Preparation is paramount in the NFL, and Benny Snell’s Week 1 performance is a prime example of that lesson.
Listed as Pittsburgh’s second runner-up behind James Corner, Snell did not begin his second professional season with great expectations. After seeing double-digit carry in less than half of his first 13 NFL games, he really could not expect a heavy assignment. The spotlight has now been trained on Snell, however, he blasted 113 yards while filling in for Conner on the national stage Monday Night Football.
“(Snell) was ready to answer the bell,” Steelers coach Mike Tomlin said after the 26-16 victory over the New York Giants via the Pittsburgh Tribune-Review.
Conner was ruled out of the opener early due to an ankle injury, forcing the Steelers to turn to Snell, with the former Kentucky star averaging 3.9 yards per second on 108 attempts in 2019. Snell shattered that mark on Monday, posting 5.9 yards per carry on average. Thanks to three runs of 14, 21 and 30 yards – that made up more than half of his total.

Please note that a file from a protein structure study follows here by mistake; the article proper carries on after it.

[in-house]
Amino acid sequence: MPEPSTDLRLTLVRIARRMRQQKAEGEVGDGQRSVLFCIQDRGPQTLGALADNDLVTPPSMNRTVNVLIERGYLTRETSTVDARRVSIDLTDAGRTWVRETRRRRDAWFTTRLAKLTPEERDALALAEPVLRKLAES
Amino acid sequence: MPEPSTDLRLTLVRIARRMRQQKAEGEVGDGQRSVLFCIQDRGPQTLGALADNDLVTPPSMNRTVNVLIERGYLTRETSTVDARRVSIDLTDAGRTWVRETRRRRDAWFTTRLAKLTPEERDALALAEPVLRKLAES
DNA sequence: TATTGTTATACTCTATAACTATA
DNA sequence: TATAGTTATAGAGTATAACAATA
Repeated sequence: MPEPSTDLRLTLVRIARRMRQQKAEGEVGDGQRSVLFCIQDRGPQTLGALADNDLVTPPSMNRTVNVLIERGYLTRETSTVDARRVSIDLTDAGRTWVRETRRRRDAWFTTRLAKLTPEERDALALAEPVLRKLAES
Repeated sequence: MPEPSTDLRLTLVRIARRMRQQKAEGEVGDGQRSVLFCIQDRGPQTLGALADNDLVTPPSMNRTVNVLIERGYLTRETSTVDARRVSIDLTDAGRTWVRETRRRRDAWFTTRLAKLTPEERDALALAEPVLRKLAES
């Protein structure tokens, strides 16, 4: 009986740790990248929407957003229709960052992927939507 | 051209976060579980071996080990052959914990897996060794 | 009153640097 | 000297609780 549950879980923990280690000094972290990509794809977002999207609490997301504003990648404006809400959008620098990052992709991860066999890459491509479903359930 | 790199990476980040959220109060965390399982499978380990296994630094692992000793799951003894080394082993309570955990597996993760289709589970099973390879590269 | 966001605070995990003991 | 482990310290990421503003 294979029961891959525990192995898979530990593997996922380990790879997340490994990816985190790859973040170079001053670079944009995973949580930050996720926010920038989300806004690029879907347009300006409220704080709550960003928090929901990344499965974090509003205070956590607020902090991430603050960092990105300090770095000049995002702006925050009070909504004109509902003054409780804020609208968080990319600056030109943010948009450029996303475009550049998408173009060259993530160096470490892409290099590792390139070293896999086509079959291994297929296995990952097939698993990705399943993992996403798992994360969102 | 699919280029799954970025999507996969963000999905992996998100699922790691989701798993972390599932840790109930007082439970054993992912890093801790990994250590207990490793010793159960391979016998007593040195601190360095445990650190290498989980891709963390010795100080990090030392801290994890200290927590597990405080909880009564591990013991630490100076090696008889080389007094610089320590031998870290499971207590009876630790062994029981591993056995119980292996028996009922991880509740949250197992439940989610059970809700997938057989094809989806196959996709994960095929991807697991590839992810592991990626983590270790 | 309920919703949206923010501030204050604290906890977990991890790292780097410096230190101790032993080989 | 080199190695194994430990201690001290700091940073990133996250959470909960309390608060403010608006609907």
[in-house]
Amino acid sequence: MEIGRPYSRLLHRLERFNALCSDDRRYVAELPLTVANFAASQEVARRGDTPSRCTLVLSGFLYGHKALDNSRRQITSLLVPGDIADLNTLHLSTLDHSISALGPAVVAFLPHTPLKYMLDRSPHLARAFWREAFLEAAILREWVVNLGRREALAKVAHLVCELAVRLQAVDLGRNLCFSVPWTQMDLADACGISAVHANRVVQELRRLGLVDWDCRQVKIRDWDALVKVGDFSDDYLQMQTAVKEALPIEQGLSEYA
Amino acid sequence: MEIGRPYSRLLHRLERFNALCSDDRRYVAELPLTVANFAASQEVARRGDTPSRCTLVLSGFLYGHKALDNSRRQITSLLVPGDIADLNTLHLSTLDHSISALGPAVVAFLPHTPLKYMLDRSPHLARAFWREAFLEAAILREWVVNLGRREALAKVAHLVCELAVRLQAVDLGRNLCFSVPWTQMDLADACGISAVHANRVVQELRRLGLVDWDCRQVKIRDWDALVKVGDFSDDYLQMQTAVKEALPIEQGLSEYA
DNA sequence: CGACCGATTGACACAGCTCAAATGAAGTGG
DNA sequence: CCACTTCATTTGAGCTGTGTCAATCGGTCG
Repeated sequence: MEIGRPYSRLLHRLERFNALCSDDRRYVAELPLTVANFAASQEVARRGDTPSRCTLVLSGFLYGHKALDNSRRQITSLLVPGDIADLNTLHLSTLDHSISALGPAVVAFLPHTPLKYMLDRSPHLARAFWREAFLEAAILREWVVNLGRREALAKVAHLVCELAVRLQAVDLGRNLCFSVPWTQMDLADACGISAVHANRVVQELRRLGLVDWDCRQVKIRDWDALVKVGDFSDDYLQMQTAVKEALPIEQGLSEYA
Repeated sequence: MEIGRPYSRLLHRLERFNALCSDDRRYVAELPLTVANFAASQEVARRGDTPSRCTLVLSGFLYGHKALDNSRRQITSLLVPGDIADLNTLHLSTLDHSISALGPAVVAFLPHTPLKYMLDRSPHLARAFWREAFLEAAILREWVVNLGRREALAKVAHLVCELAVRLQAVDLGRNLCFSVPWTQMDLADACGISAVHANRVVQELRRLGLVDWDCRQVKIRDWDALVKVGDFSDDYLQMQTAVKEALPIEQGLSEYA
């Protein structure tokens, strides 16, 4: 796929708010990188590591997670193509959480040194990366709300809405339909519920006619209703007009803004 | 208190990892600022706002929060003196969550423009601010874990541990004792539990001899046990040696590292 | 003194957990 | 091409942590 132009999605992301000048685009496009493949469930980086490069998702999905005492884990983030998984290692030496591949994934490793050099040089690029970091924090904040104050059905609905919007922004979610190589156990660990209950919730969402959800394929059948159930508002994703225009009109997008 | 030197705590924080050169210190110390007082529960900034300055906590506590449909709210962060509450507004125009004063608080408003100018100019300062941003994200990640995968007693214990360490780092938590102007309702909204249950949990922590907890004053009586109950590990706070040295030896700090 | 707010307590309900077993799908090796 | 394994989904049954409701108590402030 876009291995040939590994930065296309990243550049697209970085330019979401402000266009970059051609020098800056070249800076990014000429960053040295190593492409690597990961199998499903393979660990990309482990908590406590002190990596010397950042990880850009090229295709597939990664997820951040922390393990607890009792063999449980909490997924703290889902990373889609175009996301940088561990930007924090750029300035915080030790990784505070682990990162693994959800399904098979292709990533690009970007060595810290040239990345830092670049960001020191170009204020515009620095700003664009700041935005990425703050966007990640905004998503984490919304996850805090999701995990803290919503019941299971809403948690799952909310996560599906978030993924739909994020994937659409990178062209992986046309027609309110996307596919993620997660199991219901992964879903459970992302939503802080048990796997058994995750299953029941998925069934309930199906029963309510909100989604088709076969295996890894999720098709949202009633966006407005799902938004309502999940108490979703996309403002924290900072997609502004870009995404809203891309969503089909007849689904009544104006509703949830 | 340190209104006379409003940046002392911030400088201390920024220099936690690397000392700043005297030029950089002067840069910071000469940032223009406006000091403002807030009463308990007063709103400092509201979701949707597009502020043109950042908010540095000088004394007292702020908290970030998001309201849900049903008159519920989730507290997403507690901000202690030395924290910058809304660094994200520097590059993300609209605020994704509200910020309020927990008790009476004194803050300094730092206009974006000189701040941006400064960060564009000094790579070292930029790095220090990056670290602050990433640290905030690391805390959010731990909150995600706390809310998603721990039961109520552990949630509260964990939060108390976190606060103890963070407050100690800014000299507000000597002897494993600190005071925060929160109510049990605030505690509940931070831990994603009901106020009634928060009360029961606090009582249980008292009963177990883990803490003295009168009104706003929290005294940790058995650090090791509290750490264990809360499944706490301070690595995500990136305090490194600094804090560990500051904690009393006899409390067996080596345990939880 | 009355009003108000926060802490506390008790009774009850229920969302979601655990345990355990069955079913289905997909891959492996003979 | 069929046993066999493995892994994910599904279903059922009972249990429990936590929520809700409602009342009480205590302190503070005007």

For a player who could rely more on the representative of special teams – don’t worry, he still fulfilled those duties – as encouraging as he could, it was encouraging to say the least.
“I worked hard,” Snell said, “and I did what the Steelers told me.”
Conner’s latest illness has stunted the Steelers offense in previous years, when the unit would be forced into the likes of Jaylen Samuels and others. Snell’s Monday night performance provides evidence that Pittsburgh can recover without Connor if the general starter has to miss some time.
“We’ve talked openly about the maturity process, the things you might expect from a second-year player,” Tomlin said. “He showed signs of this team-development process right from the beginning … so I was surprised at what he was capable of. He is a quality player and he is maturing and emerging.”
While it’s encouraging, it’s just one week and one of the NFL’s worst teams last season. We will need more proof before we can put him on the list of breakout stars. But there are many, many bad ways to start your second professional season.